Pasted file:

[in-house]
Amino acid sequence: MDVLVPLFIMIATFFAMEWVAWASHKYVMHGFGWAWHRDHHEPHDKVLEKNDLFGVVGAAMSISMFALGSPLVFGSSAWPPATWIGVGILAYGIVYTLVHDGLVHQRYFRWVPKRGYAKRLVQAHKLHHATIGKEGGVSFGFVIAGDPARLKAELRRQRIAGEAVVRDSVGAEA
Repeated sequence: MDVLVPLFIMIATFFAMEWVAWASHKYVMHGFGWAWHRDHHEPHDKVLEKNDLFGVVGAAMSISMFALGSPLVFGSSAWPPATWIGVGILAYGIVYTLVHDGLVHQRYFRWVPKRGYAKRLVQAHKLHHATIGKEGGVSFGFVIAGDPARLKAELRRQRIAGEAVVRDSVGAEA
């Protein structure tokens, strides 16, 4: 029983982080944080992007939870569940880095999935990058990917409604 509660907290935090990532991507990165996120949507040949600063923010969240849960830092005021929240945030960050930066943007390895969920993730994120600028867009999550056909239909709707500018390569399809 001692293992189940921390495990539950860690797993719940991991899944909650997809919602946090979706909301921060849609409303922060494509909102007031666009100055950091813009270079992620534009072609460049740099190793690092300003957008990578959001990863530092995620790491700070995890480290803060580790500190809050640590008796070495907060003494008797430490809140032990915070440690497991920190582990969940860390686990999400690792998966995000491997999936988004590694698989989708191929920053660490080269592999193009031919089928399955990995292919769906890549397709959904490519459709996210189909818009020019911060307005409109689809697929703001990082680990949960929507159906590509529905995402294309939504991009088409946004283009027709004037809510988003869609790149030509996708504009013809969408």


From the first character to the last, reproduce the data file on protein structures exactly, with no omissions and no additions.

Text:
[in-house]
Amino acid sequence: MDVLVPLFIMIATFFAMEWVAWASHKYVMHGFGWAWHRDHHEPHDKVLEKNDLFGVVGAAMSISMFALGSPLVFGSSAWPPATWIGVGILAYGIVYTLVHDGLVHQRYFRWVPKRGYAKRLVQAHKLHHATIGKEGGVSFGFVIAGDPARLKAELRRQRIAGEAVVRDSVGAEA
Repeated sequence: MDVLVPLFIMIATFFAMEWVAWASHKYVMHGFGWAWHRDHHEPHDKVLEKNDLFGVVGAAMSISMFALGSPLVFGSSAWPPATWIGVGILAYGIVYTLVHDGLVHQRYFRWVPKRGYAKRLVQAHKLHHATIGKEGGVSFGFVIAGDPARLKAELRRQRIAGEAVVRDSVGAEA
């Protein structure tokens, strides 16, 4: 029983982080944080992007939870569940880095999935990058990917409604 509660907290935090990532991507990165996120949507040949600063923010969240849960830092005021929240945030960050930066943007390895969920993730994120600028867009999550056909239909709707500018390569399809 001692293992189940921390495990539950860690797993719940991991899944909650997809919602946090979706909301921060849609409303922060494509909102007031666009100055950091813009270079992620534009072609460049740099190793690092300003957008990578959001990863530092995620790491700070995890480290803060580790500190809050640590008796070495907060003494008797430490809140032990915070440690497991920190582990969940860390686990999400690792998966995000491997999936988004590694698989989708191929920053660490080269592999193009031919089928399955990995292919769906890549397709959904490519459709996210189909818009020019911060307005409109689809697929703001990082680990949960929507159906590509529905995402294309939504991009088409946004283009027709004037809510988003869609790149030509996708504009013809969408």